English Touring Opera’s epic arrives in Norwich with Christopher Ainslie
- Credit: Richard Hubert Smith
One of the world's most well-travelled opera singers Christopher Ainslie is at Norwich Theatre Royal in an epic production, taking on the lead-role in English Touring Opera's production of Handel's Giulio Cesare.
Passion, revenge and an epic story of bitter power struggles over the succession to Egypt's throne, Handel's Giulio Cesare is one of the greatest heroic operas ever written.
It's an epic story and is being staged in English Touring Opera's new production being staged at Norwich Theatre Royal in two parts, over two nights next week.
Part 1 entitled The Death of Pompey and is set in 49 BC. Caesar has defeated his rival Pompey and is now having to deal with the machinations of the King of Egypt, Ptolemy, and his sister Cleopatra.
Part 2 Cleopatra's Needle sees the Battle for the Kingdom of the Nile reach a crisis. Pompey's family is enslaved, Caesar is presumed dead and Cleopatra is made a prisoner of her brother.
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The ambitious production sees the ETO partner baroque orchestra The Old Street Band, made up of leading period instrument players from around the country, and includes a first-rate cast including South African countertenor Christopher Ainslie in the title role, and Soraya Mafi as Cleopatra.
Christopher is relishing the chance to play Caesar. He said: 'It is always a great privilege to portray an opera character on stage and all the more so when it is one of the great characters in the opera, and in this case baroque repertoire.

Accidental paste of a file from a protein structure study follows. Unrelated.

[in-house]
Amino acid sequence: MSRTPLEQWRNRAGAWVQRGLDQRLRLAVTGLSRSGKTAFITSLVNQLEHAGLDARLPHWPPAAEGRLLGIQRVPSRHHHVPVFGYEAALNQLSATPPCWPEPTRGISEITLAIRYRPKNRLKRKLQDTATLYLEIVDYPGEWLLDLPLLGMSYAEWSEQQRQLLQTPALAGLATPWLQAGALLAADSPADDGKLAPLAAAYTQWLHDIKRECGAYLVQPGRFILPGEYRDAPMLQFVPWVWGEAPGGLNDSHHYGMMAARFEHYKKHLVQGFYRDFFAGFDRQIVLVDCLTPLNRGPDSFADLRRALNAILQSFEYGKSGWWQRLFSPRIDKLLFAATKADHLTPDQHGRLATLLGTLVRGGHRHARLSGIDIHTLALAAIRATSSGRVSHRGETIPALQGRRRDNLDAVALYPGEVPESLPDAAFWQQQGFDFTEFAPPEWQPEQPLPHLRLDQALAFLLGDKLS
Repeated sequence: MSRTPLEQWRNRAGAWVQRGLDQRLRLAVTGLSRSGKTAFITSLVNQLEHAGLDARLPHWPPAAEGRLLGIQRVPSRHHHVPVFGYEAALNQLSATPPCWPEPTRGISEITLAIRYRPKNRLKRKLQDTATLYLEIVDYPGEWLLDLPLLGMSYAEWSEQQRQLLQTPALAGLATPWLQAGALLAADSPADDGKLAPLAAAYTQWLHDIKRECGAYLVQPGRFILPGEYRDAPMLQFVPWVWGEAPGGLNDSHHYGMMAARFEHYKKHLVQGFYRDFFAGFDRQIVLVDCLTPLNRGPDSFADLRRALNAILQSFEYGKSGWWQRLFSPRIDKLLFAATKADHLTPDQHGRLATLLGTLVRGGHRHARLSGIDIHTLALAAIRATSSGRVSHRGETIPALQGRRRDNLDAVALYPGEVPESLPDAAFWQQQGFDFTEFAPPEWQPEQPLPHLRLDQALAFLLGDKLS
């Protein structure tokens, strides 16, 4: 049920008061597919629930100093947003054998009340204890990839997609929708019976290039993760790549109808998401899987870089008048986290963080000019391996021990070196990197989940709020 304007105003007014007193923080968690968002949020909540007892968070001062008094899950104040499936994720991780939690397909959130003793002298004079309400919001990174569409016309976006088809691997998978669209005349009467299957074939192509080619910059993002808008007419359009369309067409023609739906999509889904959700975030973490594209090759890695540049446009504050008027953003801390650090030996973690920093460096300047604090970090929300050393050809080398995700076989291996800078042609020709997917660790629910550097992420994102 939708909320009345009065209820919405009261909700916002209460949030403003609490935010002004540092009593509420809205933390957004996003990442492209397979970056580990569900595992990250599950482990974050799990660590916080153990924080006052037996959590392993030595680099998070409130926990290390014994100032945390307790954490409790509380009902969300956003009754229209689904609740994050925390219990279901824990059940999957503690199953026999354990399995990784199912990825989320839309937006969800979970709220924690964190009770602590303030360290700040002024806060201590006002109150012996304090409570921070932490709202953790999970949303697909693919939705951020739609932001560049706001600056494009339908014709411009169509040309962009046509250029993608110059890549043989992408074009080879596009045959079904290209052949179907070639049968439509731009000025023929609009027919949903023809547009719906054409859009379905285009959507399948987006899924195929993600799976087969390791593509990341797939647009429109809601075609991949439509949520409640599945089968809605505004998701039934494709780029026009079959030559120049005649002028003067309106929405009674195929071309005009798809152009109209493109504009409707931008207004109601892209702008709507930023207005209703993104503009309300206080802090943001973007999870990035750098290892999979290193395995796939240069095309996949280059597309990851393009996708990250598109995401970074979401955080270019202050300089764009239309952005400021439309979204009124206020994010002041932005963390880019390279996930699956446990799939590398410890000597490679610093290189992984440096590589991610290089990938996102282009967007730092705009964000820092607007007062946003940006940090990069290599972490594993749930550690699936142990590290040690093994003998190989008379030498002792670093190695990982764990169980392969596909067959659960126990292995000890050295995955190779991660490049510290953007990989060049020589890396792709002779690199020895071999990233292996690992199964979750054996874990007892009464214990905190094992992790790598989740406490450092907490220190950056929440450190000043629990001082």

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'Most of the role is either full of bravado or potentially superficial lightness. While the opera needs this lightness to keep afloat alongside the devastating emotions of other characters, it also poses a challenge in portraying Cesare as a complex human with the full spectrum of emotions. There are just two brief moments when the audience can see into his soul and these must be used to their fullest potential. I am enjoying exploring his eternal optimism, and perhaps lack of life experience, until he is confronted with the head of Pompey, and then meets Cleopatra so he experiences love and infatuation probably for the first time.'
It is not just the story though. Handel's music also brings its own joy. While his operas have been performed countless times, Christopher believes the composer has a particular skill with his characterisation.
'He is a master of portraying real, complex human emotion and it is our challenge to uncover this with all the clarity we can. If we manage that and hold these emotions then, even for a modern audience, the 4 hour total of music across both parts passes quickly. We have to maintain an energetic high that keeps the audience captivated with a story portrayed in an art form that inherently requires a suspension of disbelief.'
The production boasts a strong creative team with designs by Cordelia Chisholm, who has previously worked on sets for a number of companies including Scottish Opera and Opera North, and direction from ETO's creative director James Conway.